Diacamma ceylonense are queenless ants, where workers often forage solitarily. They build nests underground and decorate the entrance elaborately with dry twigs, feathers, leaves as well as skin and remains of dead insects. They can be found in the Jubilee Gardens inside the IISc campus. For those who have lived in the IISc campus, you’d know that the Jubilee Gardens is a beautiful albeit largely neglected, somewhat spooky and overgrown wooded area, which is an excellent hub for biodiversity, a tiny remnant of a long-gone Bangalore.

Diacamma extends from India east to Japan, and from southern China to northeast Australia (Emery, 1911; Wheeler & Chapman, 1922; Suwabe et al., 2007). Laciny et al. (2015). Image source: Wikipedia


Prof. Gadagkar’s student led me to the Jubilee Gardens, ruler, metal number tags, timer and compass in hand, my first field trip! We came to a Diacamma nest; a few ants were coming out of the entrance to forage. They were large enough to track. I was to follow the path of one ant at a time for its entire solitary journey, out of and back to its nest. To trace the path, I would place a metal tag every foot of the ant’s journey. Using the compass, I would measure the direction the ant took, every foot and then record the time taken for the outward and inward journey. If an ant knew her way back to her nest, then we hypothesized, her inward path would probably be quicker and less circuitous compared to her outward path.

The place where it all started. Image source: Wikipedia Commons

So for two months, I diligently set out for Jubilee Gardens every afternoon and spent hours following Diacamma, sometimes my brother kept me company, but I was mostly alone. The ants liked to tease me; they’d hide under a leaf and refuse to budge or go on such a long expedition that it would get dark and time for me to go home. Some ants found food in 5 mins; others took as long as 70 mins, some brought food, others came back with nothing at all. One clever ant once found food and followed my metal tags to get back to her nest. Another time, the ants picked up a string I had left behind to add to their nest decoration, which made me mighty happy. One fateful afternoon, I arrived in Jubilee Gardens and sat on a bench to drink water, when this huge King Cobra sprang out from underneath my bench and looked at me viciously for disturbing his nap. He motioned towards me, but thought otherwise and slid away. I collected myself and went directly to Prof. Gadagkar.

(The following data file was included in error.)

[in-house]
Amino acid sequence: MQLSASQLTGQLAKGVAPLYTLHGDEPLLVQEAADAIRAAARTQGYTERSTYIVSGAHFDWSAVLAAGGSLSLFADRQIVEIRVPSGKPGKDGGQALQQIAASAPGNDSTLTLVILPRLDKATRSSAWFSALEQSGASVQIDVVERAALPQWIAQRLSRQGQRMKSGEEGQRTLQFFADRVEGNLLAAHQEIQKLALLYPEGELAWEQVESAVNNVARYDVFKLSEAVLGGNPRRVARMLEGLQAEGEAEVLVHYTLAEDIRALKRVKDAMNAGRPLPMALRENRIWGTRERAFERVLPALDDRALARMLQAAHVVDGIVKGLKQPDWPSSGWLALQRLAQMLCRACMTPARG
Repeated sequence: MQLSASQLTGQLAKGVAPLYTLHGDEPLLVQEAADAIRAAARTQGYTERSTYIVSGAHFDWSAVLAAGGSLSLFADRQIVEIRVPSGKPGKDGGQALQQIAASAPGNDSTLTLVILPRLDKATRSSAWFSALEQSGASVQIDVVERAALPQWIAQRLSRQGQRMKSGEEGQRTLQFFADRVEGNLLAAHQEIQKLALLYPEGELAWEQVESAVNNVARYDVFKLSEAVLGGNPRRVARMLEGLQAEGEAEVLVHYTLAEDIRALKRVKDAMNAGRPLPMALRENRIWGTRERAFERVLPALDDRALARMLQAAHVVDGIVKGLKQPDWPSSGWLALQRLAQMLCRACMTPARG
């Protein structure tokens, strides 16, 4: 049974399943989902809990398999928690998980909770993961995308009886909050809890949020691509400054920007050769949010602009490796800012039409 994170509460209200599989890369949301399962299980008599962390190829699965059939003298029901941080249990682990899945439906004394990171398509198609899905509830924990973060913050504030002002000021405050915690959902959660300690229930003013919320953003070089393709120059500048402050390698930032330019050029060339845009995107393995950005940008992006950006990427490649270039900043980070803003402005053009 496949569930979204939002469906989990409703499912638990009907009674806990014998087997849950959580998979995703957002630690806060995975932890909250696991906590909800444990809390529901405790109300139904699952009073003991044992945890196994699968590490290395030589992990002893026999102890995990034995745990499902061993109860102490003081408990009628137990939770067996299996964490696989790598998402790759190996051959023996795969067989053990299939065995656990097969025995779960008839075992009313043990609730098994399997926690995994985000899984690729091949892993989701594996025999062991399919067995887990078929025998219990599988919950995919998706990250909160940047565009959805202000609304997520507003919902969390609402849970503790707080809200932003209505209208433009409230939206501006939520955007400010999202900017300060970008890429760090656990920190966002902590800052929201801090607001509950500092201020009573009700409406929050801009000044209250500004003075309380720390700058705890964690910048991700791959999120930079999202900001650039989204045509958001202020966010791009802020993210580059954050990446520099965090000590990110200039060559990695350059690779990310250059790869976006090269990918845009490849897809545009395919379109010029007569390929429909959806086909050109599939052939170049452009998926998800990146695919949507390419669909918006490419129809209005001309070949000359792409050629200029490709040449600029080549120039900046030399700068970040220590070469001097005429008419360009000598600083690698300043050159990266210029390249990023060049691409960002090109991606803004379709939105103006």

He asked me to recount all my field trips and what I learned from them, he assured me I had done an excellent job, but said it wasn’t very safe for me to go by myself to the Jubilee Gardens. Of the almost 40 ants that I had followed in the two months, I had only 10 complete journeys. With such a small sample size, I could hardly come to any definite conclusion, although the overall trend suggested that the ants very well knew their way back home. Besides a slight fear of snakes, I understood that science is rigorous, but fun as well. This was the beginning of an exciting science journey for me, full of thorny, bumpy and unknown paths, but with some occasional beautiful and surprising vistas.

About the author

Roopsha Sengupta is a freelance manuscript editor and is trying to break into a suitable scientific editing and writing role. She did her PhD in the Institute of Molecular Pathology, Vienna and postdoctoral research at the University of Cambridge UK, specializing in the field of Epigenetics. Besides science and words, she enjoys spending time with children, doodling and singing.

About the editors:

Sushama Sivakumar is a post-doctoral fellow at UT Southwestern Medical center, TX, USA. She is interested in studying the regulatory mechanisms that control proper chromosome segregation during mammalian cell mitosis.

Rituparna Chakrabarti is the editor in chief of Club SciWri. She pursued her Ph.D. in Neuroscience from Georg-August University (Göttingen, Germany) and is currently a post-doctoral fellow at the Center for Biostructural Imaging of Neurodegeneration (BIN), Göttingen. For her, the interface of art and science is the place to be! To unwind herself she plays mandolin and eagerly looks for a corner at a coffee house to slide herself in with a good read or company.

Cover Image: created by Roopsha Sengupta using background image by Rodion Kutsaev, other images are credited in the blog.

Blog layout: Sushama Sivakumar